Tetrapod Zoology

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So here we are, back with the anurans. In the previous article on neobatrachians (here), we looked at the basic division of the neobatrachians into the mostly New World Hyloidea, and the mostly Old World Ranoidea. While the characters historically used to differentiate hyloids (an arciferal pectoral girdle and procoelous vertebrae) are now understood to be primitive within neobatrachians, recent molecular studies have revealed good support for a clade that more or less corresponds with traditional Hyloidea. Many anuran workers have included within Hyloidea the Australasian southern frogs (or myobatrachids) and the huge assortment of American neobatrachians conventionally lumped together in the group Leptodactylidae; some workers have found the Seychelles frogs (or sooglossids) to be basal members of the clade as well. This is the scheme I pretty much followed in the previous article.

However, a close association of Seychelles frogs and southern frogs with a group of neobatrachians that we might term the ‘core hyloids’ is not agreed upon by everyone: Darst & Cannatella (2004) found support from mitochondrial DNA for a ‘core hyloid’ clade that includes eleutherodactylines, glass frogs (centrolenids), toads (bufonids), phyllomedusine and pelodryadine treefrogs, and horned frogs (ceratophryines or ceratophryids), and they argued that Hyloidea should best be used as a node-based name for the clade that includes these groups, but not necessarily the other groups traditionally included within Hyloidea.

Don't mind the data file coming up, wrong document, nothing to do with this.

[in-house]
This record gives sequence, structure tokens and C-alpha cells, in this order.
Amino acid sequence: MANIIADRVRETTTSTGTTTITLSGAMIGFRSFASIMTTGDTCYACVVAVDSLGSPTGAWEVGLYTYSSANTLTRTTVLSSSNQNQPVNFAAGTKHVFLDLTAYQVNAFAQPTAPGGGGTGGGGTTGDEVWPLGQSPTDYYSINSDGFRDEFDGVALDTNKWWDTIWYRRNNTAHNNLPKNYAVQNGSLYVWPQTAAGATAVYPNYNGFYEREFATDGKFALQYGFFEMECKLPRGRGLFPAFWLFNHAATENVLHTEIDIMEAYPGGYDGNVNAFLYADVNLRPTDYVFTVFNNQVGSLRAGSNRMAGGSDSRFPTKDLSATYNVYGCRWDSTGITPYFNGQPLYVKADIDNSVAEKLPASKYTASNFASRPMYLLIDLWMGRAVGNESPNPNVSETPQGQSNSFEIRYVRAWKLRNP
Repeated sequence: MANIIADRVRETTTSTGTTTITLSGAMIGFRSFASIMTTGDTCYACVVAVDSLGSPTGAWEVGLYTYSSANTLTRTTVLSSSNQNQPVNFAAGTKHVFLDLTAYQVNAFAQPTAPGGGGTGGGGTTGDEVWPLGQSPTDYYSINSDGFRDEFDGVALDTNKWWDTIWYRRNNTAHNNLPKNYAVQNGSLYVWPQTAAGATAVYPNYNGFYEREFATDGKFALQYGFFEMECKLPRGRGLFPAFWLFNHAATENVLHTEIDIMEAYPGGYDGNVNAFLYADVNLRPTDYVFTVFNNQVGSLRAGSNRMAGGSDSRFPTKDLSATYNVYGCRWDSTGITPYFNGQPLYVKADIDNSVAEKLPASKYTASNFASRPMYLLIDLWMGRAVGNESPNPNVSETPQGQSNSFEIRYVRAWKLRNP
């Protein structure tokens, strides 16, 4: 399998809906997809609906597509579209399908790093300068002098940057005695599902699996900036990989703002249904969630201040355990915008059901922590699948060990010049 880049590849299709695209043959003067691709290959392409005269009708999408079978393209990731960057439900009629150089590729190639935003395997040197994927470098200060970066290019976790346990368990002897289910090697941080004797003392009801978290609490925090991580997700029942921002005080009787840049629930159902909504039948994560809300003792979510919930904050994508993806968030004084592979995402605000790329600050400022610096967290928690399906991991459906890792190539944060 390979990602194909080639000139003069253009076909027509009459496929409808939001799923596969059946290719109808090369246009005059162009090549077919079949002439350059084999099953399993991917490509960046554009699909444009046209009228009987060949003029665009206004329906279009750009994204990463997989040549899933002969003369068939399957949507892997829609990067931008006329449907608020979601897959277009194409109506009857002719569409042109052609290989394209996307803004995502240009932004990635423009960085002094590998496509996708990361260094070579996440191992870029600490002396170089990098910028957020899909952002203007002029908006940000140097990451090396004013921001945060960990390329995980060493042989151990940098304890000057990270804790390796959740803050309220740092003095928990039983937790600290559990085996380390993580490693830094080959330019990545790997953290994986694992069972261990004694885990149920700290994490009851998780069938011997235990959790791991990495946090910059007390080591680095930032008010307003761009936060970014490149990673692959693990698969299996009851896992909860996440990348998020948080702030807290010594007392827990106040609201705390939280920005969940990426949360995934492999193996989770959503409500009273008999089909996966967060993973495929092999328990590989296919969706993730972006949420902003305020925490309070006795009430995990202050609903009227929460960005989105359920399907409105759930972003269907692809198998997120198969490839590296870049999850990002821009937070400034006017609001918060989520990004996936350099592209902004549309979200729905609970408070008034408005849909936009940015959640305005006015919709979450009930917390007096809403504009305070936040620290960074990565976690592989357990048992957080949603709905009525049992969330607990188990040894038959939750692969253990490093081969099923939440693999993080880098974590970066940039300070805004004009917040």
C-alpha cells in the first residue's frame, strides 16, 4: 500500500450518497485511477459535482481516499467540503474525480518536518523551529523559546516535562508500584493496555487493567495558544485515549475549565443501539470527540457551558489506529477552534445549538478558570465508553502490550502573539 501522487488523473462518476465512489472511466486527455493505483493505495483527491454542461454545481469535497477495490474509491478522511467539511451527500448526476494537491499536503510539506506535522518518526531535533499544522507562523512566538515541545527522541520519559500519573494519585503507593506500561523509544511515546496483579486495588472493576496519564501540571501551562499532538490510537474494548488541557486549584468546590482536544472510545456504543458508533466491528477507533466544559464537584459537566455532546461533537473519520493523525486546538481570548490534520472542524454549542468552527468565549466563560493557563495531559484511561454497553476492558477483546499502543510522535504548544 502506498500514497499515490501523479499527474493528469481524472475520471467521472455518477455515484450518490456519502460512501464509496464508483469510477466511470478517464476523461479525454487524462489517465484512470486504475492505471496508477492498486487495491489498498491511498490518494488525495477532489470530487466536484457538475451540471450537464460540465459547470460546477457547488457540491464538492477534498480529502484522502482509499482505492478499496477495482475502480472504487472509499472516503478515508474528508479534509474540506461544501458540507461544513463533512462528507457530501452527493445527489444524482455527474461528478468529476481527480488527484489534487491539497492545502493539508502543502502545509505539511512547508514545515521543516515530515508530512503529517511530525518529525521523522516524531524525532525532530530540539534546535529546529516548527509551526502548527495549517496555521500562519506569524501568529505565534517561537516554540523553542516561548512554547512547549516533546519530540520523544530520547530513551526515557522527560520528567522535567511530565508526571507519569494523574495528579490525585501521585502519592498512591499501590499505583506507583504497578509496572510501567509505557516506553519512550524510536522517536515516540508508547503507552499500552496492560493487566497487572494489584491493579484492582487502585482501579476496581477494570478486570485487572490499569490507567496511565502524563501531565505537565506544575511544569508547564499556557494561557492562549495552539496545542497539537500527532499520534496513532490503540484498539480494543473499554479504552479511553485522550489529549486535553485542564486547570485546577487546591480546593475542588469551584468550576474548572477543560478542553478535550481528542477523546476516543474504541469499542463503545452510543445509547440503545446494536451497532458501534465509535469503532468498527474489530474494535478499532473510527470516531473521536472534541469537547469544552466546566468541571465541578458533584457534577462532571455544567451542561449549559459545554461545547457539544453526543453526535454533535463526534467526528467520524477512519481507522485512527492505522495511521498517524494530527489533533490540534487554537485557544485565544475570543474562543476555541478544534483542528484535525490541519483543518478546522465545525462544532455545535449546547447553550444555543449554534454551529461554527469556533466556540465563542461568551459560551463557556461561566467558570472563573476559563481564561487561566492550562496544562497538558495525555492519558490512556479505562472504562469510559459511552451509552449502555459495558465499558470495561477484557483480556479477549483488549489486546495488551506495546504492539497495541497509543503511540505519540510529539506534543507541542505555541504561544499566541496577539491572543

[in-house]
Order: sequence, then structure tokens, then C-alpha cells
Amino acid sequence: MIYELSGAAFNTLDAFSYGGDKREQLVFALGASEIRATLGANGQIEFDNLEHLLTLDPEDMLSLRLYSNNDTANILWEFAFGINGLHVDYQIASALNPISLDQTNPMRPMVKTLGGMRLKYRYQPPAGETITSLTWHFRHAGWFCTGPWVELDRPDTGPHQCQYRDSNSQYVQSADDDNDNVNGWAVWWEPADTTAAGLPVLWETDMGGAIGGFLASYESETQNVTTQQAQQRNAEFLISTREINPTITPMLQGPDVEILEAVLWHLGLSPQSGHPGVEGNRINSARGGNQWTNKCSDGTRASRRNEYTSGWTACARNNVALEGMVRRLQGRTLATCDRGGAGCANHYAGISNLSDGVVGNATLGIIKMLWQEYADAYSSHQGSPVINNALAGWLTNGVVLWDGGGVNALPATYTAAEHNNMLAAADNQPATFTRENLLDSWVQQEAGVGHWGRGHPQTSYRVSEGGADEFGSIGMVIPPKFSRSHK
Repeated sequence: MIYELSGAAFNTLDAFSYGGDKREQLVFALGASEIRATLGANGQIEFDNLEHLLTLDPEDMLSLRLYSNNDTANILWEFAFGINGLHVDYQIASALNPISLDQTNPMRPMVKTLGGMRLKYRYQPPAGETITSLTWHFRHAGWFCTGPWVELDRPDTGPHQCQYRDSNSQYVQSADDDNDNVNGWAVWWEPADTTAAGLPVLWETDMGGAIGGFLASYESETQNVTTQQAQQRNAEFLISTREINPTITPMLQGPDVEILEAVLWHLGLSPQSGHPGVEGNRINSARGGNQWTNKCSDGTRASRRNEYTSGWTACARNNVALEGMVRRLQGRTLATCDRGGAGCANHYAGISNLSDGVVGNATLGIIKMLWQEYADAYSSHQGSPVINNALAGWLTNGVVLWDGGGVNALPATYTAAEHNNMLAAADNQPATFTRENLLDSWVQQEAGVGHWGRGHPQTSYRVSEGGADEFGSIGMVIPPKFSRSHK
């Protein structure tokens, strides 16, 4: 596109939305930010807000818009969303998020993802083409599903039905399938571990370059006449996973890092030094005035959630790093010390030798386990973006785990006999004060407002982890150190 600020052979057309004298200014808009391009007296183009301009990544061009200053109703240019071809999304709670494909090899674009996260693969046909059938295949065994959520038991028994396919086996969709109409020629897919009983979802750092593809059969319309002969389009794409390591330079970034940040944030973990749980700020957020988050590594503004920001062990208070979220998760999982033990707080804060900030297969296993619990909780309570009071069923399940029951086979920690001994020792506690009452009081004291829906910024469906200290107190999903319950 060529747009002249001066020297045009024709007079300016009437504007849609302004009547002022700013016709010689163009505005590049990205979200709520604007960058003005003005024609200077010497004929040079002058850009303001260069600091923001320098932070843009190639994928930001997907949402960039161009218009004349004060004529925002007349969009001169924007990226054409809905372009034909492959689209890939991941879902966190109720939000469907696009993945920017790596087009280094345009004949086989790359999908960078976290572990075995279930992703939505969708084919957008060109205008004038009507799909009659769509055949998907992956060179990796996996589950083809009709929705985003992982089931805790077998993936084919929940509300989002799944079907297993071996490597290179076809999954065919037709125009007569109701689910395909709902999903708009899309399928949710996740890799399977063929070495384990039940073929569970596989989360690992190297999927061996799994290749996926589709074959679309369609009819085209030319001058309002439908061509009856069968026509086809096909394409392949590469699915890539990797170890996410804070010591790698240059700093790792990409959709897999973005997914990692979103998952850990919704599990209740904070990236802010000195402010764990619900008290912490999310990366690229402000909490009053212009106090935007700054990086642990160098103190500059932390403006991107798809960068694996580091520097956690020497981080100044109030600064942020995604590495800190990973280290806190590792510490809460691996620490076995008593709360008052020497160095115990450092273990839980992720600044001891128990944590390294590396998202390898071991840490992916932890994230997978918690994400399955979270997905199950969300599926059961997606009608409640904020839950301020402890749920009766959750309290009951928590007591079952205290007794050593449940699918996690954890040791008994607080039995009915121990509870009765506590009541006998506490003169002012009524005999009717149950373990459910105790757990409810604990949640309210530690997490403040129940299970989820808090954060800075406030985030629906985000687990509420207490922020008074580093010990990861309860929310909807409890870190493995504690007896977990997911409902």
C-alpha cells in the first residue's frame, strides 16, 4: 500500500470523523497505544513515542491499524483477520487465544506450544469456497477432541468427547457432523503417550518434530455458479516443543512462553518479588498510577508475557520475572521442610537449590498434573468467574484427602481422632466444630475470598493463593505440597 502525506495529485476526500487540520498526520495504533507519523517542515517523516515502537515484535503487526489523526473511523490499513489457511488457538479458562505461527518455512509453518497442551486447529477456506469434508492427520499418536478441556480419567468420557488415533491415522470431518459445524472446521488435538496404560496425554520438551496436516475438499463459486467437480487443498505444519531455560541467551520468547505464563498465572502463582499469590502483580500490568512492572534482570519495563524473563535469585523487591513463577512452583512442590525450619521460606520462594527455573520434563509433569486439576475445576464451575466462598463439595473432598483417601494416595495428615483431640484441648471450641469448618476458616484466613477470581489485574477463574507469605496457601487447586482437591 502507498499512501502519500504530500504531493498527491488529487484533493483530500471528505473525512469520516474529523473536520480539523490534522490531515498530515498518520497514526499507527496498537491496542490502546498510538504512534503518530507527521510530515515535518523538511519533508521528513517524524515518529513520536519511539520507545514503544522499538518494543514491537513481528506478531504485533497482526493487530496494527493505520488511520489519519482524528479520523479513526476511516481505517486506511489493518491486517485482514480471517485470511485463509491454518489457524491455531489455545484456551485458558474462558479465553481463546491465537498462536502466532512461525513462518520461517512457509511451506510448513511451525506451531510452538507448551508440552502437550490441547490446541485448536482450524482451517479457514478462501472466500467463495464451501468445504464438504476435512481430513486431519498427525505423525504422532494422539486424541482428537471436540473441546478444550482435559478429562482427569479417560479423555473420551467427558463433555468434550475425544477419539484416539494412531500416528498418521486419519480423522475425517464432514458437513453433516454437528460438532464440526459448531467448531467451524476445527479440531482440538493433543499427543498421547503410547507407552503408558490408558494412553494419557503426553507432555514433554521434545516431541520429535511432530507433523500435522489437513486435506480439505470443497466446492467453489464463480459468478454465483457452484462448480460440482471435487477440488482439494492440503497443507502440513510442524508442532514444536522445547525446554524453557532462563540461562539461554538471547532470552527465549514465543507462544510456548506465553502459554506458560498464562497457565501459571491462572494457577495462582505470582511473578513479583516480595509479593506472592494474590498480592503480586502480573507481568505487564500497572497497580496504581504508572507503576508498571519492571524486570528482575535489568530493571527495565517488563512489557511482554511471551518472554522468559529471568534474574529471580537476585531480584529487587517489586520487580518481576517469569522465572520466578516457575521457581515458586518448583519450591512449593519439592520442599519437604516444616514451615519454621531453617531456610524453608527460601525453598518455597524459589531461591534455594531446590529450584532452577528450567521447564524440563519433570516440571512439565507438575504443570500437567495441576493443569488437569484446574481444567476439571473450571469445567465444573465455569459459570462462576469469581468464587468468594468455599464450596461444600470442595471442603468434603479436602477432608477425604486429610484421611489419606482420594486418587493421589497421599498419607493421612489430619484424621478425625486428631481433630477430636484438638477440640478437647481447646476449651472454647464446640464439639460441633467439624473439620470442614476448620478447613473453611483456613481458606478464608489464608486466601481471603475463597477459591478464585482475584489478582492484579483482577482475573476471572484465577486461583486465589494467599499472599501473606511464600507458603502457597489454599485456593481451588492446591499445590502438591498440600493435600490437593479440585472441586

The monophyly of ‘core hyloids’ seems generally agreed upon, with one interesting area of agreement being the inclusion within the clade of the South American dendrobatids or poison-dart frogs, or poison-arrow frogs, or poison frogs (Hay et al. 1995, Ruvinsky & Maxson 1996, Darst & Cannatella 2004, Frost et al. 2006). Dendrobatids have actually been one of the most controversial groups within neobatrachian phylogeny: like ranoids, and unlike most hyloids, they possess firmisternal pectoral girdles (see the previous anuran article) and Ford & Cannatella (1993), confident of the classification of these frogs among the ranoids, used dendrobatids as one of several specifiers in their phylogenetic definition of Ranoidea. While a reasonably long list of studies have indeed included dendrobatids among the ranoids, a roughly equal number have grouped them with various hyloid lineages, so use of Dendrobatidae as a phylogenetic specifier is not appropriate, and regret about the decision was expressed by Cannatella & Hillis (2004).